# Orthogonal Msplit Estimation for Consequence Disaster Analysis

^{*}

## Abstract

**:**

## 1. Introduction

## 2. Materials and Methods

#### 2.1. Msplit Estimation Description

_{α}{y

_{i}} = a

_{i}X

_{α}

_{β}{y

_{i}} = a

_{i}X

_{β}**V**=

**AX**+

**L**is split into two competitive ones which concern the same vector of observation

**L**:

**A**= $\left[{a}_{1}^{T},\dots ,{a}_{n}^{T}\right]$

**is a common coefficient matrix,**

^{T}**V**and

_{α}**V**are competitive vectors of random variables, and

_{β}**X**and

_{α}**X**are competitive parameter vectors. Estimating competitive vectors (

_{β}**X**and

_{α}**X**) of parameters using the same observation vector

_{β}**L**requires appropriate objective function formulation. The Msplit method replaces function

**ρ**(

**v**) with functions

**ρ**(

_{α}**v**) and

_{α}**ρ**(

_{β}**v**) according to Equation (3) and in compliance with the cross-weighting

_{β}**V**and

_{α}**V**. Before the Msplit estimation, the weights are assumed to follow the standard weighting procedure. So, the first step is the least-squares method. In the next step, the weights of observations are modified according to the following equation:

_{β}#### 2.2. Orthogonal Regression

#### 2.3. Nelder–Mead Simplex Method

#### 2.4. Processing with Orthogonal Msplit Estimation

_{i—}the distance of a single point from the plane, calculated as:

_{i}denotes the weight of the i-th point and the distance from the plane to point (x,y,z) can be expressed as:

_{βi}) of the observation are modified according to Equation (3). The parameters and free terms are updated. In the next step, the second (beta) solution is calculated using the Nelder–Mead method using p

_{βi}. The new weights for the α solution are computed with Equation (4). Then, the procedure goes back to the α solution, and the process is iteratively repeated until the increase in estimated parameters reaches a satisfying level.

#### 2.5. Description of Research Objects

**z1 = 7x + 2y − 9.5**

**z2 = x + 2y +3**

## 3. Results

#### 3.1. Simulated Objects Results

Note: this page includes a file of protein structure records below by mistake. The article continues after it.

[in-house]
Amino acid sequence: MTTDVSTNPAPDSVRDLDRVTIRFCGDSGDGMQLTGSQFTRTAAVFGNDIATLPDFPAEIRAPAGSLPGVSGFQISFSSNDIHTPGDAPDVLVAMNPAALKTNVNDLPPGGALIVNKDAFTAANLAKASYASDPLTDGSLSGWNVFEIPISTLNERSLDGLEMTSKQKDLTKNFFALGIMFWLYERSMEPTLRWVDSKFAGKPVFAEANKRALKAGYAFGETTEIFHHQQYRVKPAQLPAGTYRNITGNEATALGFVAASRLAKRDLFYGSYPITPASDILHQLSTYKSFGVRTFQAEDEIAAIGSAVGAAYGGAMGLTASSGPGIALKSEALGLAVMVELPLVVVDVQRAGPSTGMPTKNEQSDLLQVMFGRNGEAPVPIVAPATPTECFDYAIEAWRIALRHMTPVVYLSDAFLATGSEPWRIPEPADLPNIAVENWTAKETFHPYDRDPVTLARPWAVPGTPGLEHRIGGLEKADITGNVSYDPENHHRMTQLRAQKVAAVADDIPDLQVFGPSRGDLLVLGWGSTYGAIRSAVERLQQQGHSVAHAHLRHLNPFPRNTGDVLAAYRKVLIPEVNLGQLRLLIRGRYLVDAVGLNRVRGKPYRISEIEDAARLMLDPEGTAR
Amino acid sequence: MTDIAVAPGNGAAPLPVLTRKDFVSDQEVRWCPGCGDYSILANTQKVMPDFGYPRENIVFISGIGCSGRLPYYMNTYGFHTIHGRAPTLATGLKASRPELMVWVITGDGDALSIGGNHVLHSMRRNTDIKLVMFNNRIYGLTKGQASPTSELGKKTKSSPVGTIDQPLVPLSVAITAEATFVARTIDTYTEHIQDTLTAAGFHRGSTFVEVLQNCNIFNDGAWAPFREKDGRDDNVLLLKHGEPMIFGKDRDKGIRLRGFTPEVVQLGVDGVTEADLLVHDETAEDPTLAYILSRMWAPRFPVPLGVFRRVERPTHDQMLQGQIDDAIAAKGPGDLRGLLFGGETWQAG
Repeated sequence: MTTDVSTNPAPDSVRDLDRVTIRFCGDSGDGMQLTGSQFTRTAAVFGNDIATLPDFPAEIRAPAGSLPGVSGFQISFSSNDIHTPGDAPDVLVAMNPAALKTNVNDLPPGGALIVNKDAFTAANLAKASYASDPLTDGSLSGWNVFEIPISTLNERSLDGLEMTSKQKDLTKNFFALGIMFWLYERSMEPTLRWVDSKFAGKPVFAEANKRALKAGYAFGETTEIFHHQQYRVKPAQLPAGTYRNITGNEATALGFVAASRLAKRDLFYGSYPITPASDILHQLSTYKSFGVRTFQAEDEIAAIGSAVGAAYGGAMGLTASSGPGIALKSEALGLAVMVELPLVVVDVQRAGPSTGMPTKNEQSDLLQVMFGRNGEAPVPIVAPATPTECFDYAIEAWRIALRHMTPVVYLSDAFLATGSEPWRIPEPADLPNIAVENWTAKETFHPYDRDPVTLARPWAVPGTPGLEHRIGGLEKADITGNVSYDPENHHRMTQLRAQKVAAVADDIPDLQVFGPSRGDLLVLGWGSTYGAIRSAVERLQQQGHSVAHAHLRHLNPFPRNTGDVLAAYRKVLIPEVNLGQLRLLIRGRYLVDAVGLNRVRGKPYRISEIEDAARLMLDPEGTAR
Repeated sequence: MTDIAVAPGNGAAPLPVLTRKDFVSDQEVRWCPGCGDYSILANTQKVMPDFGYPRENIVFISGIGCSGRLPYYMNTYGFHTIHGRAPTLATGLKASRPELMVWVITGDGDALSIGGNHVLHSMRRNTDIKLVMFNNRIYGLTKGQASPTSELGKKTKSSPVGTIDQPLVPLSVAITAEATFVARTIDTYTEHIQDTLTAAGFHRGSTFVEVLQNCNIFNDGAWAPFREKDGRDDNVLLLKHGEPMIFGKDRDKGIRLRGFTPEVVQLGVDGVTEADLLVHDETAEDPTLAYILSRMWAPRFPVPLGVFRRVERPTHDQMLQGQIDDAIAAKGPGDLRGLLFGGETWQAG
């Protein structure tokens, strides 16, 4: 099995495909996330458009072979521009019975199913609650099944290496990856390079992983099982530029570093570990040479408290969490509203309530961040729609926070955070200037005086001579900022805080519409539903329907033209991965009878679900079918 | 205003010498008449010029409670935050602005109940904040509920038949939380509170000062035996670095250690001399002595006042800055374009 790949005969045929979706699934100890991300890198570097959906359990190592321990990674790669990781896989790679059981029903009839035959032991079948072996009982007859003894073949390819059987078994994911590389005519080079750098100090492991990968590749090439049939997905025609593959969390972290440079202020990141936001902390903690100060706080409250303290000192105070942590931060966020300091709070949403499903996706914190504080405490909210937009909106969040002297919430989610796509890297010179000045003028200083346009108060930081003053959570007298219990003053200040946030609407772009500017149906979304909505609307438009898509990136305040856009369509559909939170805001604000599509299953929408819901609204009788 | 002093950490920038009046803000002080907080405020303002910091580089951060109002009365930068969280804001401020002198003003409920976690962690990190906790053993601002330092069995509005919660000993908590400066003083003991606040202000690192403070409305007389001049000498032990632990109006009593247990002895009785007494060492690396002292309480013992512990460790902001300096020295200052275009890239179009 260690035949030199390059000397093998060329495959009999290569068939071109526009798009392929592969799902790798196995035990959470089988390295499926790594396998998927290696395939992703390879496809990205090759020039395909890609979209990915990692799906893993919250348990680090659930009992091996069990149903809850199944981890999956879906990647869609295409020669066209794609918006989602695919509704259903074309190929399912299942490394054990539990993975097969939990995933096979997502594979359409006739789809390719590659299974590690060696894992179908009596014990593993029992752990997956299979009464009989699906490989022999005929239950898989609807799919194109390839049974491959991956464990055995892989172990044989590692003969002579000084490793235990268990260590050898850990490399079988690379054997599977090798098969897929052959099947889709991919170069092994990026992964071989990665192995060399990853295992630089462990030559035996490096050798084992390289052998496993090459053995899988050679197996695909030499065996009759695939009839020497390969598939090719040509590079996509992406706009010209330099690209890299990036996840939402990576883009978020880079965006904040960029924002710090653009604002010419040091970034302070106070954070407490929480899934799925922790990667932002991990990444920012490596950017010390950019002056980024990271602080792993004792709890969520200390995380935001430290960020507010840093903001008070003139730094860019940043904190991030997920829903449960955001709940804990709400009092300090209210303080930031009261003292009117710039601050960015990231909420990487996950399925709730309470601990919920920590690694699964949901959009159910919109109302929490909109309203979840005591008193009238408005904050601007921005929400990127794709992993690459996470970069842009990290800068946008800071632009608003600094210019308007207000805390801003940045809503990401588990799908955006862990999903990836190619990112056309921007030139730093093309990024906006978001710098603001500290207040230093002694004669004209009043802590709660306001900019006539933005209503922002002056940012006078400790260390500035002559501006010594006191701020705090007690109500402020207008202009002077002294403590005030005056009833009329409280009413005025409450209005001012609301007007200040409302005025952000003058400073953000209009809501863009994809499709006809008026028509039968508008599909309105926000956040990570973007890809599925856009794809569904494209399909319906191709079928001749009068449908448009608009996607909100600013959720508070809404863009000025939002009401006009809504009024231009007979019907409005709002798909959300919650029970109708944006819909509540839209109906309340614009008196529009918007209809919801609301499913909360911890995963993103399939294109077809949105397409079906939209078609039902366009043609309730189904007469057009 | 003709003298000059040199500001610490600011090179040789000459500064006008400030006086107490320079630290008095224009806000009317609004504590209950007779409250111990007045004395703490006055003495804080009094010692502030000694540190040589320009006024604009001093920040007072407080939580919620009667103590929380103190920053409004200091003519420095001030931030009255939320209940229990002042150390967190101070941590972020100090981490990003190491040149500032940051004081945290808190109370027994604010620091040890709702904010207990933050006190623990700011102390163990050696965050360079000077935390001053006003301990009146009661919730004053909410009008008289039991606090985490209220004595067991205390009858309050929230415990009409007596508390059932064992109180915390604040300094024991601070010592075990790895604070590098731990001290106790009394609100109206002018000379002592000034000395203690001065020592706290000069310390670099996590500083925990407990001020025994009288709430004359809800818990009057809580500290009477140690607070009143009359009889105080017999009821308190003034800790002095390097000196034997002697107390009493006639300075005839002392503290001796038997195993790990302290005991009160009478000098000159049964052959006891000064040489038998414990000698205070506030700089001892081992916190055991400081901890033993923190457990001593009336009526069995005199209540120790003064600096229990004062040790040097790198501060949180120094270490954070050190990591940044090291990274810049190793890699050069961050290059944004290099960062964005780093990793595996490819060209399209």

#### 3.2. Real Object Results

## 4. Discussion

## 5. Conclusions

## Author Contributions

## Funding

## Data Availability Statement

## Conflicts of Interest

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**Figure 2.**Correct (

**a**) and incorrect (

**b**) data fitting based on the same functional model depending on the data distribution.

**Figure 6.**The concrete slabs and a gap formed between them after a storm: (

**a**) the fragment of the retaining wall; (

**b**) the fragment of the wall is used to fit the planes.

**Figure 7.**The point cloud representing the fragment of the retaining wall: (

**a**) front view, (

**b**) cross-section.

Characteristics | Plane Parameter Values | |
---|---|---|

α Solution | β Solution | |

$\mathrm{A}$ | −2.0063 | −2.8107 |

$\mathrm{B}$ | 5.9106 | 4.9235 |

C | 8.1475 | 6.7818 |

D | −1.2617 | 1.1191 |

Number of points | 151 | 134 |

RMS [m] | 0.0287 m | 0.0246 m |

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**MDPI and ACS Style**

Janicka, J.; Rapinski, J.; Błaszczak-Bąk, W.
Orthogonal Msplit Estimation for Consequence Disaster Analysis. *Remote Sens.* **2023**, *15*, 421.
https://doi.org/10.3390/rs15020421

**AMA Style**

Janicka J, Rapinski J, Błaszczak-Bąk W.
Orthogonal Msplit Estimation for Consequence Disaster Analysis. *Remote Sensing*. 2023; 15(2):421.
https://doi.org/10.3390/rs15020421

**Chicago/Turabian Style**

Janicka, Joanna, Jacek Rapinski, and Wioleta Błaszczak-Bąk.
2023. "Orthogonal Msplit Estimation for Consequence Disaster Analysis" *Remote Sensing* 15, no. 2: 421.
https://doi.org/10.3390/rs15020421